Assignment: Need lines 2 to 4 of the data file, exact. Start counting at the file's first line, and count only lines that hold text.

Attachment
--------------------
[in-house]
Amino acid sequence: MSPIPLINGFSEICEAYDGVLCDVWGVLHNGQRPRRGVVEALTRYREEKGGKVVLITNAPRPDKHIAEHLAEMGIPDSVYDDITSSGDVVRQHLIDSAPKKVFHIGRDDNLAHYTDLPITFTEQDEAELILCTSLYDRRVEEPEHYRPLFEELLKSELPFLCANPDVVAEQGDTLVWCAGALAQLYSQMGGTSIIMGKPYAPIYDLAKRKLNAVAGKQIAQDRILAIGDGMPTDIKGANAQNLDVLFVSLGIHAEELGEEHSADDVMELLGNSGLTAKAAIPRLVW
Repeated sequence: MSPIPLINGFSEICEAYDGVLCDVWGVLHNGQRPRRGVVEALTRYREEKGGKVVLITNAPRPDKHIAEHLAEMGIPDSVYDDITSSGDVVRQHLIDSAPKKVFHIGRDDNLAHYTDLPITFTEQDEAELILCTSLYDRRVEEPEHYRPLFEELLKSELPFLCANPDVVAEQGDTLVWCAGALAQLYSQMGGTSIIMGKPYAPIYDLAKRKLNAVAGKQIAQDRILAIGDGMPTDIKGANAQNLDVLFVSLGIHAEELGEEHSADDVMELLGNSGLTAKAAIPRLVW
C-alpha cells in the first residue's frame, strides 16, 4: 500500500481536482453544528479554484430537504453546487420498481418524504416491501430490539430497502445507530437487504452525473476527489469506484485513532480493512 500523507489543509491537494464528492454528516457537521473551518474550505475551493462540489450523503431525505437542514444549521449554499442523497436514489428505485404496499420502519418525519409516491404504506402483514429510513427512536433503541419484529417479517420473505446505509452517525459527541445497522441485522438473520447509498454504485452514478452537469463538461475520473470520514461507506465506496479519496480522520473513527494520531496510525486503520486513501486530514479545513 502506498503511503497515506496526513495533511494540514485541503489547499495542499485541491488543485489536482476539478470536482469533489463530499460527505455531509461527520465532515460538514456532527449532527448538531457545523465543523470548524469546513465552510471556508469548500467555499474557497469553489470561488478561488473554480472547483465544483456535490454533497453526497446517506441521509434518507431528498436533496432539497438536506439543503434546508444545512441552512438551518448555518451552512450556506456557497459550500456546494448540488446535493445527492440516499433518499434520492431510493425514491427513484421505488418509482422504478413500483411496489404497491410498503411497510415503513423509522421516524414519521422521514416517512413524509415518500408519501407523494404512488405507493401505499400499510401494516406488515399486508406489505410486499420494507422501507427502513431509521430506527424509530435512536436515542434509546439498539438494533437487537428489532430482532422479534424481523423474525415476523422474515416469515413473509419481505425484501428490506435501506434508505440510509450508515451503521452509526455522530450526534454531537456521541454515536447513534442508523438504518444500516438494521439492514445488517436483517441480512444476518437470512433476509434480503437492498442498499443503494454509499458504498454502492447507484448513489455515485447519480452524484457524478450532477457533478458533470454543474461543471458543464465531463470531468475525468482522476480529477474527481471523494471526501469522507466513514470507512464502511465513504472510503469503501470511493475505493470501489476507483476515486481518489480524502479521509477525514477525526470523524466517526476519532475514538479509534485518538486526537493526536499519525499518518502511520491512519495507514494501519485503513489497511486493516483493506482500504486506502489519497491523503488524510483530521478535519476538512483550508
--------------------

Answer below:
Amino acid sequence: MSPIPLINGFSEICEAYDGVLCDVWGVLHNGQRPRRGVVEALTRYREEKGGKVVLITNAPRPDKHIAEHLAEMGIPDSVYDDITSSGDVVRQHLIDSAPKKVFHIGRDDNLAHYTDLPITFTEQDEAELILCTSLYDRRVEEPEHYRPLFEELLKSELPFLCANPDVVAEQGDTLVWCAGALAQLYSQMGGTSIIMGKPYAPIYDLAKRKLNAVAGKQIAQDRILAIGDGMPTDIKGANAQNLDVLFVSLGIHAEELGEEHSADDVMELLGNSGLTAKAAIPRLVW
Repeated sequence: MSPIPLINGFSEICEAYDGVLCDVWGVLHNGQRPRRGVVEALTRYREEKGGKVVLITNAPRPDKHIAEHLAEMGIPDSVYDDITSSGDVVRQHLIDSAPKKVFHIGRDDNLAHYTDLPITFTEQDEAELILCTSLYDRRVEEPEHYRPLFEELLKSELPFLCANPDVVAEQGDTLVWCAGALAQLYSQMGGTSIIMGKPYAPIYDLAKRKLNAVAGKQIAQDRILAIGDGMPTDIKGANAQNLDVLFVSLGIHAEELGEEHSADDVMELLGNSGLTAKAAIPRLVW
C-alpha cells in the first residue's frame, strides 16, 4: 500500500481536482453544528479554484430537504453546487420498481418524504416491501430490539430497502445507530437487504452525473476527489469506484485513532480493512 500523507489543509491537494464528492454528516457537521473551518474550505475551493462540489450523503431525505437542514444549521449554499442523497436514489428505485404496499420502519418525519409516491404504506402483514429510513427512536433503541419484529417479517420473505446505509452517525459527541445497522441485522438473520447509498454504485452514478452537469463538461475520473470520514461507506465506496479519496480522520473513527494520531496510525486503520486513501486530514479545513 502506498503511503497515506496526513495533511494540514485541503489547499495542499485541491488543485489536482476539478470536482469533489463530499460527505455531509461527520465532515460538514456532527449532527448538531457545523465543523470548524469546513465552510471556508469548500467555499474557497469553489470561488478561488473554480472547483465544483456535490454533497453526497446517506441521509434518507431528498436533496432539497438536506439543503434546508444545512441552512438551518448555518451552512450556506456557497459550500456546494448540488446535493445527492440516499433518499434520492431510493425514491427513484421505488418509482422504478413500483411496489404497491410498503411497510415503513423509522421516524414519521422521514416517512413524509415518500408519501407523494404512488405507493401505499400499510401494516406488515399486508406489505410486499420494507422501507427502513431509521430506527424509530435512536436515542434509546439498539438494533437487537428489532430482532422479534424481523423474525415476523422474515416469515413473509419481505425484501428490506435501506434508505440510509450508515451503521452509526455522530450526534454531537456521541454515536447513534442508523438504518444500516438494521439492514445488517436483517441480512444476518437470512433476509434480503437492498442498499443503494454509499458504498454502492447507484448513489455515485447519480452524484457524478450532477457533478458533470454543474461543471458543464465531463470531468475525468482522476480529477474527481471523494471526501469522507466513514470507512464502511465513504472510503469503501470511493475505493470501489476507483476515486481518489480524502479521509477525514477525526470523524466517526476519532475514538479509534485518538486526537493526536499519525499518518502511520491512519495507514494501519485503513489497511486493516483493506482500504486506502489519497491523503488524510483530521478535519476538512483550508